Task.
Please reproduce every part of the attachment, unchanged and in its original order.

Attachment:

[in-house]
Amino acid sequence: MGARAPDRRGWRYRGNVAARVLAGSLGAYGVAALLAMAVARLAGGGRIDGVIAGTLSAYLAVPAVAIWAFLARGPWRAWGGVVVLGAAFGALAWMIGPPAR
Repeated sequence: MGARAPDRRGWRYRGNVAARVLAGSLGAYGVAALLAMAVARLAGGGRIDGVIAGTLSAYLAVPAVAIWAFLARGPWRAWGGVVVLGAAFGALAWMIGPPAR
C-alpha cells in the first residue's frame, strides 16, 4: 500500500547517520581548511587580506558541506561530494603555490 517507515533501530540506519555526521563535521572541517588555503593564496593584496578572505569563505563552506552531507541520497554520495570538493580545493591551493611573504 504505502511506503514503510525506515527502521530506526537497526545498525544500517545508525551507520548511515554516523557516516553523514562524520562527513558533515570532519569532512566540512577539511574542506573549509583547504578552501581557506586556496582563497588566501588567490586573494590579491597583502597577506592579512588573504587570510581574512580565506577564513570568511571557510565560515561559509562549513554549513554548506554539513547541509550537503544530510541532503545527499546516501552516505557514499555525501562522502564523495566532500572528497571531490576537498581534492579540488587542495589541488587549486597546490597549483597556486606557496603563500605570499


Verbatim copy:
[in-house]
Amino acid sequence: MGARAPDRRGWRYRGNVAARVLAGSLGAYGVAALLAMAVARLAGGGRIDGVIAGTLSAYLAVPAVAIWAFLARGPWRAWGGVVVLGAAFGALAWMIGPPAR
Repeated sequence: MGARAPDRRGWRYRGNVAARVLAGSLGAYGVAALLAMAVARLAGGGRIDGVIAGTLSAYLAVPAVAIWAFLARGPWRAWGGVVVLGAAFGALAWMIGPPAR
C-alpha cells in the first residue's frame, strides 16, 4: 500500500547517520581548511587580506558541506561530494603555490 517507515533501530540506519555526521563535521572541517588555503593564496593584496578572505569563505563552506552531507541520497554520495570538493580545493591551493611573504 504505502511506503514503510525506515527502521530506526537497526545498525544500517545508525551507520548511515554516523557516516553523514562524520562527513558533515570532519569532512566540512577539511574542506573549509583547504578552501581557506586556496582563497588566501588567490586573494590579491597583502597577506592579512588573504587570510581574512580565506577564513570568511571557510565560515561559509562549513554549513554548506554539513547541509550537503544530510541532503545527499546516501552516505557514499555525501562522502564523495566532500572528497571531490576537498581534492579540488587542495589541488587549486597546490597549483597556486606557496603563500605570499